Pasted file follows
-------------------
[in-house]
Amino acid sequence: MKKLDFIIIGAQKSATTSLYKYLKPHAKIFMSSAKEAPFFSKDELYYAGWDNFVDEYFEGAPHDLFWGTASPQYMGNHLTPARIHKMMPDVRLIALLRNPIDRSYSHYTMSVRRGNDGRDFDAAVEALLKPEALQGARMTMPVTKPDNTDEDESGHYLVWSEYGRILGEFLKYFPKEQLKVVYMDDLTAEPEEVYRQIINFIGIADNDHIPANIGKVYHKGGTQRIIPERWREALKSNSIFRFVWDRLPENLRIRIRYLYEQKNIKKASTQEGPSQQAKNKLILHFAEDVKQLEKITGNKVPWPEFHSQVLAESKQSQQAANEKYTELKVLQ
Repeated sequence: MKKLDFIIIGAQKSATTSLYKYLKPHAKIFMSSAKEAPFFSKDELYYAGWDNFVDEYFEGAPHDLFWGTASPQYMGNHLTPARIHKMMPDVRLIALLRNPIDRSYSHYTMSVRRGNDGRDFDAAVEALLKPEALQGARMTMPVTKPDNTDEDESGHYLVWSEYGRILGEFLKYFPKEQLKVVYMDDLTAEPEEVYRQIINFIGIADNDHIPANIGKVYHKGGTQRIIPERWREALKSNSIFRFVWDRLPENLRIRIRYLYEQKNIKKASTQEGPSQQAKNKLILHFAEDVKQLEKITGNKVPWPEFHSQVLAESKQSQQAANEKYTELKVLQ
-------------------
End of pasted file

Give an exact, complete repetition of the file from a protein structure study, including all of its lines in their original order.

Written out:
[in-house]
Amino acid sequence: MKKLDFIIIGAQKSATTSLYKYLKPHAKIFMSSAKEAPFFSKDELYYAGWDNFVDEYFEGAPHDLFWGTASPQYMGNHLTPARIHKMMPDVRLIALLRNPIDRSYSHYTMSVRRGNDGRDFDAAVEALLKPEALQGARMTMPVTKPDNTDEDESGHYLVWSEYGRILGEFLKYFPKEQLKVVYMDDLTAEPEEVYRQIINFIGIADNDHIPANIGKVYHKGGTQRIIPERWREALKSNSIFRFVWDRLPENLRIRIRYLYEQKNIKKASTQEGPSQQAKNKLILHFAEDVKQLEKITGNKVPWPEFHSQVLAESKQSQQAANEKYTELKVLQ
Repeated sequence: MKKLDFIIIGAQKSATTSLYKYLKPHAKIFMSSAKEAPFFSKDELYYAGWDNFVDEYFEGAPHDLFWGTASPQYMGNHLTPARIHKMMPDVRLIALLRNPIDRSYSHYTMSVRRGNDGRDFDAAVEALLKPEALQGARMTMPVTKPDNTDEDESGHYLVWSEYGRILGEFLKYFPKEQLKVVYMDDLTAEPEEVYRQIINFIGIADNDHIPANIGKVYHKGGTQRIIPERWREALKSNSIFRFVWDRLPENLRIRIRYLYEQKNIKKASTQEGPSQQAKNKLILHFAEDVKQLEKITGNKVPWPEFHSQVLAESKQSQQAANEKYTELKVLQ